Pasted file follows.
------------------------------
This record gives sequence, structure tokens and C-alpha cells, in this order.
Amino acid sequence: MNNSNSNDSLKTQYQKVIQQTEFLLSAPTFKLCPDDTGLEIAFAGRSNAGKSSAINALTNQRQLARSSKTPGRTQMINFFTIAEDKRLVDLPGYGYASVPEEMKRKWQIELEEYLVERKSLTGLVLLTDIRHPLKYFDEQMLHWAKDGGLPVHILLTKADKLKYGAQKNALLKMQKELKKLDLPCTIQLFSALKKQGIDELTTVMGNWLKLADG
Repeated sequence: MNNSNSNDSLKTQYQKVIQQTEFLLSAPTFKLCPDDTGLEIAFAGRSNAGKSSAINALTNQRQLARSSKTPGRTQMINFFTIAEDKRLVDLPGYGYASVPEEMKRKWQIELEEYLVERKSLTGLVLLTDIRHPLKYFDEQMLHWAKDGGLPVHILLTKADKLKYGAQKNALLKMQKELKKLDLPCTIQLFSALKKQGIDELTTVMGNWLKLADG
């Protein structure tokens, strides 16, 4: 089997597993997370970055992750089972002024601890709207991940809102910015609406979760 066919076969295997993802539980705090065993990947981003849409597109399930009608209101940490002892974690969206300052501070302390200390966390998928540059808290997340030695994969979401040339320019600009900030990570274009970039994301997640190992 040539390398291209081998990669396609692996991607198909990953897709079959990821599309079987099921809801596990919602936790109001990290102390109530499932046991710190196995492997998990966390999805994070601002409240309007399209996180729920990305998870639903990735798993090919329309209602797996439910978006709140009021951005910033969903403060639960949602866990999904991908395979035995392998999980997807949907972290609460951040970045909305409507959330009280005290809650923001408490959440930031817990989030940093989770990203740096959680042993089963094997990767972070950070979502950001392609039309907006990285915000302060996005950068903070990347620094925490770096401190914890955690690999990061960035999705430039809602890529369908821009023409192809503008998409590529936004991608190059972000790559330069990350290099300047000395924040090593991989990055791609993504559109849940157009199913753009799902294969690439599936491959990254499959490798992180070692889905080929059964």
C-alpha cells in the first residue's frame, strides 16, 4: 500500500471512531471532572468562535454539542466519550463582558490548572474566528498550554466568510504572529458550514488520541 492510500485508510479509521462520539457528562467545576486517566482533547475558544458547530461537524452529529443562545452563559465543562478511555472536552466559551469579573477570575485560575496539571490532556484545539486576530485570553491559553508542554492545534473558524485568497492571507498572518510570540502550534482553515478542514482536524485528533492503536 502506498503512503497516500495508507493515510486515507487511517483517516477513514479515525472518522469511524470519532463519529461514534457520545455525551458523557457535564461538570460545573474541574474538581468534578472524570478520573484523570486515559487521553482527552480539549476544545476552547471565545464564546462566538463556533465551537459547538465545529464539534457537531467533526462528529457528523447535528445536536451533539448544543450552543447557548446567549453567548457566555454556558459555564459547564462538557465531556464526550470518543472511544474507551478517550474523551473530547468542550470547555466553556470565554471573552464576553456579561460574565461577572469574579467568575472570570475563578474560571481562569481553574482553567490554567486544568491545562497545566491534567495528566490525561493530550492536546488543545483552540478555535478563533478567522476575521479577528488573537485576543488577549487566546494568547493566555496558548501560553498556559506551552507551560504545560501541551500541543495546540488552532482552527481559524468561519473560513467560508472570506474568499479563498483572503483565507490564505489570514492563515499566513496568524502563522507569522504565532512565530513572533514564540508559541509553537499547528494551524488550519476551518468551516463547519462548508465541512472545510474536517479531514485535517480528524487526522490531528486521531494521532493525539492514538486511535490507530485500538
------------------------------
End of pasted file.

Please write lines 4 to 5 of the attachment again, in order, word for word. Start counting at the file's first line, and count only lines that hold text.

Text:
């Protein structure tokens, strides 16, 4: 089997597993997370970055992750089972002024601890709207991940809102910015609406979760 066919076969295997993802539980705090065993990947981003849409597109399930009608209101940490002892974690969206300052501070302390200390966390998928540059808290997340030695994969979401040339320019600009900030990570274009970039994301997640190992 040539390398291209081998990669396609692996991607198909990953897709079959990821599309079987099921809801596990919602936790109001990290102390109530499932046991710190196995492997998990966390999805994070601002409240309007399209996180729920990305998870639903990735798993090919329309209602797996439910978006709140009021951005910033969903403060639960949602866990999904991908395979035995392998999980997807949907972290609460951040970045909305409507959330009280005290809650923001408490959440930031817990989030940093989770990203740096959680042993089963094997990767972070950070979502950001392609039309907006990285915000302060996005950068903070990347620094925490770096401190914890955690690999990061960035999705430039809602890529369908821009023409192809503008998409590529936004991608190059972000790559330069990350290099300047000395924040090593991989990055791609993504559109849940157009199913753009799902294969690439599936491959990254499959490798992180070692889905080929059964």
C-alpha cells in the first residue's frame, strides 16, 4: 500500500471512531471532572468562535454539542466519550463582558490548572474566528498550554466568510504572529458550514488520541 492510500485508510479509521462520539457528562467545576486517566482533547475558544458547530461537524452529529443562545452563559465543562478511555472536552466559551469579573477570575485560575496539571490532556484545539486576530485570553491559553508542554492545534473558524485568497492571507498572518510570540502550534482553515478542514482536524485528533492503536 502506498503512503497516500495508507493515510486515507487511517483517516477513514479515525472518522469511524470519532463519529461514534457520545455525551458523557457535564461538570460545573474541574474538581468534578472524570478520573484523570486515559487521553482527552480539549476544545476552547471565545464564546462566538463556533465551537459547538465545529464539534457537531467533526462528529457528523447535528445536536451533539448544543450552543447557548446567549453567548457566555454556558459555564459547564462538557465531556464526550470518543472511544474507551478517550474523551473530547468542550470547555466553556470565554471573552464576553456579561460574565461577572469574579467568575472570570475563578474560571481562569481553574482553567490554567486544568491545562497545566491534567495528566490525561493530550492536546488543545483552540478555535478563533478567522476575521479577528488573537485576543488577549487566546494568547493566555496558548501560553498556559506551552507551560504545560501541551500541543495546540488552532482552527481559524468561519473560513467560508472570506474568499479563498483572503483565507490564505489570514492563515499566513496568524502563522507569522504565532512565530513572533514564540508559541509553537499547528494551524488550519476551518468551516463547519462548508465541512472545510474536517479531514485535517480528524487526522490531528486521531494521532493525539492514538486511535490507530485500538